Mance Lipscomb (1895-1976)

Mance Lipscomb in the 1960s
Mance Lipscomb in the 1960s
Courtesy of Wikipedia (Public Domain)

Listen while you learn!

Hear a soundtrack specially chosen to enhance your learning about Mance Lipscomb (1895-1976)

Let it play in the background as you study and immerse yourself in this topic!

Mance Lipscomb was a blues singer, guitarist, and songster, born Beau De Glen Lipscomb on April 9, 1895, to an African American father and an African American and Native-American mother in Navasota, Texas. Lipscomb’s father left the family when he was a young child, resulting in him having to leave school in the third grade to work the fields alongside his mother. He spent most of his life as a tenant farmer in Texas. 

When Lipscomb was fourteen, his mother bought him a guitar for $1.50. He learned to play the instrument and became an accomplished performer, playing at local gatherings in what he called “Saturday night suppers.”

In 1960, music producer Chris Strachwiz of Arhoolie Records and blues fan Mack McCormick arrived in Navasota, Texas, where they discovered and recorded Lipscomb. The trio’s work produced what would become Arhoolie Records’ first LP and Lipscomb’s first album called Texas Sharecropper and Songster. The following year, Lipscomb would release his second album, Trouble in Mind. The album included singles like Careless LoveAlabama BoundNight Time is the Right TimeMotherless Children,” and “Trouble in Mind.” The album did not chart and failed to sell at least 500,000 copies. In 1963, Lipscomb and other folk artists, including Bob Dylan and Peter, Paul, and Mary, appeared at the first Monterey Folk Festival. Lipcombs would work with other artists, including Willie Nelson, Pete Seeger, and the Grateful Dead. Fans of his work included President Lyndon Johnson, Bob Dylan, and Frank Sinatra. Lipscomb would release other albums during his career, including Mance Lipscomb: Texas Songster Volume 2 (1964) and Mance Lipscomb Vol 3: Texas Songster in a Live Performance (1965).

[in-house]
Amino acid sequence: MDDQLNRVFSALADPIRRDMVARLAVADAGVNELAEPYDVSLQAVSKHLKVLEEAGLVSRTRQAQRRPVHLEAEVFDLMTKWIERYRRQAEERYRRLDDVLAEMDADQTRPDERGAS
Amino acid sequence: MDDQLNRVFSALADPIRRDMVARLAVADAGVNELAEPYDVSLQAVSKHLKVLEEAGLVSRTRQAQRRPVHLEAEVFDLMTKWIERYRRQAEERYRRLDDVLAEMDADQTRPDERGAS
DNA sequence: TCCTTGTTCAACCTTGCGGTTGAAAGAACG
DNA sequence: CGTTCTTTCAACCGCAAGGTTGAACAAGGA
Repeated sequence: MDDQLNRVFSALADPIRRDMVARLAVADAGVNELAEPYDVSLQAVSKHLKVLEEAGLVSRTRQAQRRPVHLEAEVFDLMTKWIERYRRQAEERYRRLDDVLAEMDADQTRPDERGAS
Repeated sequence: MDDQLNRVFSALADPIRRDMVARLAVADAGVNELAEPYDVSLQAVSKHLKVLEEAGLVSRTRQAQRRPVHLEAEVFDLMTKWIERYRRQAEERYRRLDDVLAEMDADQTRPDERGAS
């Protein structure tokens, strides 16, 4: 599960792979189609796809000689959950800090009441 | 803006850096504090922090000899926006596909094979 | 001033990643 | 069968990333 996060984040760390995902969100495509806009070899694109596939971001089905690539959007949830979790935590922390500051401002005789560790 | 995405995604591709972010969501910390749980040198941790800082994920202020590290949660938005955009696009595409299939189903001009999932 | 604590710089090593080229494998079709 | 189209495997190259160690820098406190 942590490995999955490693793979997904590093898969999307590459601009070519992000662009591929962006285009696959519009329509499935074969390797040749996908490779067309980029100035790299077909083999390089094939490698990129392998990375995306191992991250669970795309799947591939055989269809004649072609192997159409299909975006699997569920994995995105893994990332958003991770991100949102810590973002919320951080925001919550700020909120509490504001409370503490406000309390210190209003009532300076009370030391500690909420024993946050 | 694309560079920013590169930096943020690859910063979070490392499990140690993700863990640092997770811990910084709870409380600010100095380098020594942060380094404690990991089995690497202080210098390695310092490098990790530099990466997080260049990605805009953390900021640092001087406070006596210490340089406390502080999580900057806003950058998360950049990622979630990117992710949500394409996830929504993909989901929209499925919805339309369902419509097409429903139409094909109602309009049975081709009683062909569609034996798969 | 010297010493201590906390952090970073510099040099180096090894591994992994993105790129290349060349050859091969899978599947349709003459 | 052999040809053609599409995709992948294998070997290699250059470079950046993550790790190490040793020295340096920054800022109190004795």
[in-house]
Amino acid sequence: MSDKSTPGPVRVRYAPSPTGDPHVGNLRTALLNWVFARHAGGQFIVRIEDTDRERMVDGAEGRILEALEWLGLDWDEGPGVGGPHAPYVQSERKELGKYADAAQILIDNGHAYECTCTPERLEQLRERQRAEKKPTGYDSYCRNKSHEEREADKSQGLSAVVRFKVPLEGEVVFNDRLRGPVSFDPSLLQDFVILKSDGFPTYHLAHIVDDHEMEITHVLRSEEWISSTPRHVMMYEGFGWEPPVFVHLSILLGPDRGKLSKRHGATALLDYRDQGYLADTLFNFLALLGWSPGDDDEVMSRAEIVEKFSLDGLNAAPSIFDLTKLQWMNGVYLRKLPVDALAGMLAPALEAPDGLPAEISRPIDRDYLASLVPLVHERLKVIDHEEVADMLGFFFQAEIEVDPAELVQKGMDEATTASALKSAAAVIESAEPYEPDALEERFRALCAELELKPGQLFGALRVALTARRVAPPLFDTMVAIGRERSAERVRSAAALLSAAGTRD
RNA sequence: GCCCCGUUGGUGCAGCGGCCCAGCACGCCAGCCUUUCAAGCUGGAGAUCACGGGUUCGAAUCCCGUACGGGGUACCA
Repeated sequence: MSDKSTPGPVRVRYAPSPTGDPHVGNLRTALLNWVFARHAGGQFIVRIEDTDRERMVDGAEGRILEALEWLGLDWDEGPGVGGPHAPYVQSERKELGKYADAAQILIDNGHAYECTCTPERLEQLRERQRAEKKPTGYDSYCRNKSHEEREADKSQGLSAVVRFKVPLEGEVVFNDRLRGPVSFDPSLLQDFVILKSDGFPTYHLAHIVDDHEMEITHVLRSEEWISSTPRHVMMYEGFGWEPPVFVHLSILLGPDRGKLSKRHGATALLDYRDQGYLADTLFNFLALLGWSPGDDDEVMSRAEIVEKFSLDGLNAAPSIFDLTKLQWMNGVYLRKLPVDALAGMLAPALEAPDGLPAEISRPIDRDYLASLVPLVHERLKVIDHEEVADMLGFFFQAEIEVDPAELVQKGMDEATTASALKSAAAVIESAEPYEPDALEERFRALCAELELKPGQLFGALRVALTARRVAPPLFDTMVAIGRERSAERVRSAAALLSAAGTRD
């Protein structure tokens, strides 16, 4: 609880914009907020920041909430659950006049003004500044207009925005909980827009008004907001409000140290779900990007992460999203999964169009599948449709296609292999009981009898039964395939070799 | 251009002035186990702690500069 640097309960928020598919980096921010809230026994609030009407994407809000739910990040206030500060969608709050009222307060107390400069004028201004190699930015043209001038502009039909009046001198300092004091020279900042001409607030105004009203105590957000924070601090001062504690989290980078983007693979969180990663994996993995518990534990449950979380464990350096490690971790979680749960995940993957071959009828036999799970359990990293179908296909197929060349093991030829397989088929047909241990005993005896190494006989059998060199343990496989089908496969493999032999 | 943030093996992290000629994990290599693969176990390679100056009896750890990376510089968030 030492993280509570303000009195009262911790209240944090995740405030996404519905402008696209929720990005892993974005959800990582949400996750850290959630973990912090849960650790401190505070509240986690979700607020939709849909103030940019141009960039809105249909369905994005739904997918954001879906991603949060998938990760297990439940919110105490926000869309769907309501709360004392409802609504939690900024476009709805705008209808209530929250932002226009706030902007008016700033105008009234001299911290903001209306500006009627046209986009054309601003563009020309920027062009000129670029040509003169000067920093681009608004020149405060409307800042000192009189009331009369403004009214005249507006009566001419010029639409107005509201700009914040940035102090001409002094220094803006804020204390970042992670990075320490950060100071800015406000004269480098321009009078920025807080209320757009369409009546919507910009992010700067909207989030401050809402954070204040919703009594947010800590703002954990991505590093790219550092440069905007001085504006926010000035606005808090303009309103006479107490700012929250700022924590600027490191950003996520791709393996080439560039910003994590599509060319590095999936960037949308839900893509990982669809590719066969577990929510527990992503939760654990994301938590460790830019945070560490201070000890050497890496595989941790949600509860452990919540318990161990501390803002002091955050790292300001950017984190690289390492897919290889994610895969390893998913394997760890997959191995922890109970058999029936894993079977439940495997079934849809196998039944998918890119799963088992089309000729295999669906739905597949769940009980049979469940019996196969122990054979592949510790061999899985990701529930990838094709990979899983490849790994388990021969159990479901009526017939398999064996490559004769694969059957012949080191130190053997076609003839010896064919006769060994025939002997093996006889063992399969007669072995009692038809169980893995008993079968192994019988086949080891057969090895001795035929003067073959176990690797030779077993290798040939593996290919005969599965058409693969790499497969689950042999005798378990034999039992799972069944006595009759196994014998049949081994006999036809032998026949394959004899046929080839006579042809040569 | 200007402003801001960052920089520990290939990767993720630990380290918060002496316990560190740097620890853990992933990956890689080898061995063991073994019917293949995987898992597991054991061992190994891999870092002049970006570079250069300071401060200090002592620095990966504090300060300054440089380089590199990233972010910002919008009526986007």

In 1971, Lipscomb was the subject of a documentary by Les Blank called A Well-Spent Life. In the documentary, Lipscomb uses a pocketknife as a slide; renders Big Boss ManMotherless Children, and other tunes; and recalls segregation. Lipscomb became an influential figure in the American folk music revival of the 1960s. He also became a regular performer at folk festivals and folk-blues clubs across the United States, including the Ash Grove in Los Angeles, California. Besides being known for his singing and intricate guitar style, but also known for his storytelling and as a country “sage.”

Despite his fame, Lipscomb remained in poverty for the remainder of his life. Three of his albums were released posthumously, including You’ll Never Find Another Man Like Mance (1978), Mance Lipscomb: Texas Blues Guitar (1994), and The Best of Mance Lipscomb (2009). In 1993, a book about Lipscomb called I Say Me for a Parable: The Oral Autobiography of Mance Lipscomb, Texas Bluesman. In 2010, Lipscomb was inducted into the Blues Hall of Fame, and the following year, a bronze sculpture of him was unveiled in Mance Lipscomb Park in Navasota, Texas. The bronze sculpture portrays Lipcomb playing his guitar while seated, which Sid Henderson sculpted.

Mance Lipscomb died on January 30, 1976, in Navasota, Texas, at 80. He is buried in Rest Haven Cemetery. The annual Navasota Blues Festival is held in his honor. 

Multimedia relating to Mance Lipscomb (1895-1976)